Former Deputy Jailer Sentenced to 48 Months for Violating the Civil Rights of an Inmate
A former Shelby County Deputy Jailer, William Anthony Carey, 31, was sentenced by U.S. District Judge Gregory F. VanTatenhove to serve 48 months in federal prison for violating the civil rights of an inmate in his custody.
According to Carey’s guilty plea agreement, Carey worked as a Deputy Jailer at the Shelby County Detention Center in Shelbyville, Kentucky. During one of his shifts, Carey solicited Corey Lynn Hopper, 30, an inmate, to assault another inmate. Carey told Hopper about a personal vendetta Carey had against the other inmate, and asked Hopper to “take care of” him. That night, while the inmate slept, Hopper beat him, punching and kicking the inmate multiple times. The assault left the victim with severe facial fractures and missing teeth.
“The duty of correctional officers is to uphold the law and protect the people within their care,” said Assistant Attorney General Eric Dreiband, of the Department of Justice’s Civil Rights Division. “These actions are not only illegal and morally wrong, they go against the oath this officer took when he entered the job. This division will continue to work to protect the civil rights of all Americans, and vigorously prosecute those who violate them.”
“Excessive and unreasonable force perpetrated by, or directed by, a member of law enforcement is disgraceful and criminal,” said Robert M. Duncan, Jr., U.S. Attorney for the Eastern District of Kentucky. “It undermines what our system of justice stands for and it damages the integrity of law enforcement. We have a distinct responsibility to combat it with all the tools available to us. Everyone is entitled to be free of this despicable conduct. I want to commend the FBI for their work in successfully investigating this case, bringing some sense of justice to the victim of this conduct.”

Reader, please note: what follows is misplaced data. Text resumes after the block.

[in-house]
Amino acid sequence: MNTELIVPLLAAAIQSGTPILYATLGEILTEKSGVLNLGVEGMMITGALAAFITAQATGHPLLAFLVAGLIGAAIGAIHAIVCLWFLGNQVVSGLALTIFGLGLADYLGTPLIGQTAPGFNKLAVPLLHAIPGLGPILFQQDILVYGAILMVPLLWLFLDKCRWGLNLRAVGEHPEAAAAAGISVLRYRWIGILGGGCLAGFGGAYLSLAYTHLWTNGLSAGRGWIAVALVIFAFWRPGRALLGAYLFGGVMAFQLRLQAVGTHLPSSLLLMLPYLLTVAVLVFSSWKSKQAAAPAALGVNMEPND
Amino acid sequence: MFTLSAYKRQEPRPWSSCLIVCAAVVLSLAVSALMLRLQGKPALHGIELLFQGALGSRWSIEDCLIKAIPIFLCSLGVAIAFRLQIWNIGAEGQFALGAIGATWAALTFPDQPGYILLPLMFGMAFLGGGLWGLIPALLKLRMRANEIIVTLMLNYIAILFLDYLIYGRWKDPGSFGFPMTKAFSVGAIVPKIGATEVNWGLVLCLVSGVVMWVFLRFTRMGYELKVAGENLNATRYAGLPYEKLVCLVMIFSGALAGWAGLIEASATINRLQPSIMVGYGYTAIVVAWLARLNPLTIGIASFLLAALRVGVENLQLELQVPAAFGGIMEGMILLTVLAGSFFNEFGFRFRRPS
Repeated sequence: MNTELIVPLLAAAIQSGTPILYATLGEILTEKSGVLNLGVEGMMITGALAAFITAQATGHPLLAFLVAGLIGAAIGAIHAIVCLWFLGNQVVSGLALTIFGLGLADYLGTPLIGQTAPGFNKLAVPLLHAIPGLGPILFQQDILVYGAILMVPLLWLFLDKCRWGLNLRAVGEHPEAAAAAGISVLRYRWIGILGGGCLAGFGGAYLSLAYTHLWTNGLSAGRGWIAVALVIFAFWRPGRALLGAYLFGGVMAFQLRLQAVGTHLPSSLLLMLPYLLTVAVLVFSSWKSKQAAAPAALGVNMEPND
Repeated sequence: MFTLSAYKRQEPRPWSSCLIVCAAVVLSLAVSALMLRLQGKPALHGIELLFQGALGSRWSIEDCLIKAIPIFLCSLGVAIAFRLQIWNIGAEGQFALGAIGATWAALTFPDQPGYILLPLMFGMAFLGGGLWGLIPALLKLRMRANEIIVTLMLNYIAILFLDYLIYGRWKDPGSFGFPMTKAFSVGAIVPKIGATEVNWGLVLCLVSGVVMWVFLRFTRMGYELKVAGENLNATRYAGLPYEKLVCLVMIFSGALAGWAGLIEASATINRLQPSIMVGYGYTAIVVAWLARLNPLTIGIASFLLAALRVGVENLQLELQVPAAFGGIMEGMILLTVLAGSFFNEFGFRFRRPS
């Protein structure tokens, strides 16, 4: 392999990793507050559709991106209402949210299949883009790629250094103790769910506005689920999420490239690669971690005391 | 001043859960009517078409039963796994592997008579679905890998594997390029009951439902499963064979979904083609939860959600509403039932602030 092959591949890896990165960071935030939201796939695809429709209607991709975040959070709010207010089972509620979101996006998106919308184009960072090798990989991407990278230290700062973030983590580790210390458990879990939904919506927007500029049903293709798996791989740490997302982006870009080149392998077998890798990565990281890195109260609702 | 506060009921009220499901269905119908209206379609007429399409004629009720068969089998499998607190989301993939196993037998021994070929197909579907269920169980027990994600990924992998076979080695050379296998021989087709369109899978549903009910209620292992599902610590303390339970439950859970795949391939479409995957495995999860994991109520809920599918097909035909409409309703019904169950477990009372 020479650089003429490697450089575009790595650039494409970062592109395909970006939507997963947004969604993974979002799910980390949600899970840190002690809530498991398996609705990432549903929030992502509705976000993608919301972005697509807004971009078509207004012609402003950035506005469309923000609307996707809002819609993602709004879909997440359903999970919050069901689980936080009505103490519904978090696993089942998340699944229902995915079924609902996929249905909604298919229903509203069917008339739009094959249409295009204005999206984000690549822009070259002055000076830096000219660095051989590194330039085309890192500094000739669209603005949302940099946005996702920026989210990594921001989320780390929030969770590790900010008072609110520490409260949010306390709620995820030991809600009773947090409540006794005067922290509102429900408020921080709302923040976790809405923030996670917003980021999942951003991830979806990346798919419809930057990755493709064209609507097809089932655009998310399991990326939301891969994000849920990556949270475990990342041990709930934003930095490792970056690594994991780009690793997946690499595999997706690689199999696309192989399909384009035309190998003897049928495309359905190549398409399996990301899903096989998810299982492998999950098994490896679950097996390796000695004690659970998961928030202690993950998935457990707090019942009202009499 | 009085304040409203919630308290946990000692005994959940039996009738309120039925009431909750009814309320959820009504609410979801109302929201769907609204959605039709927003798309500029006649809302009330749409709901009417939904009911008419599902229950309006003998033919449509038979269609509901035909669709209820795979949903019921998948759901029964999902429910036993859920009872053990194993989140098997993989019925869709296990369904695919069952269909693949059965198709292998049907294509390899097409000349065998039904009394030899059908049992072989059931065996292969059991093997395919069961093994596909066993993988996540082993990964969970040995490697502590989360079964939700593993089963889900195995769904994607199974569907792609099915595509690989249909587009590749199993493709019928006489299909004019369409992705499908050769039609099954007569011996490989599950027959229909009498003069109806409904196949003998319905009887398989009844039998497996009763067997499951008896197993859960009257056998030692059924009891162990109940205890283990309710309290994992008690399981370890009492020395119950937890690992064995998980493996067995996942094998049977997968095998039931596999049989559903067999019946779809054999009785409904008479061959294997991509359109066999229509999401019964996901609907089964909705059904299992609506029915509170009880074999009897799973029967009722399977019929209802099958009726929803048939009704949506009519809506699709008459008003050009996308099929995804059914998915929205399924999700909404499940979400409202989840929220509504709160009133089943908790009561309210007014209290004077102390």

“Because corrections officers have a critical public safety responsibility, the FBI is committed to vigorously pursue civil rights and color of law violations. Through the Kentucky Public Corruption Civil Rights Task Force, FBI Louisville will continue to aggressively investigate any public official that abuses those they have been sworn to protect,” said Special Agent in Charge Robert Brown, FBI Louisville Field Office.
For his role in the assault, Carey pleaded guilty in March 2019 to willfully depriving an inmate of his right to be free from unreasonable force while acting under color of law. Upon his release, Carey will be under the supervision of the U.S. Probation Office for three years.
Hopper also pleaded guilty in January 2020 to aiding and abetting a person acting under color of law in willfully depriving an inmate of his right to be free from unreasonable force. Hopper was sentenced on July 15, 2020, receiving 120 months in federal prison and three years of supervised release. Under federal law, both Hopper and Carey must serve 85 percent of their prison sentences.
The investigation was conducted by the Public Corruption/Civil Rights Task Force of the Louisville Field Division of the FBI. The United States was represented in the case by Assistant U.S. Attorney Hydee Hawkins and Trial Attorney Anita Channapati of the Civil Rights Division, Criminal Section.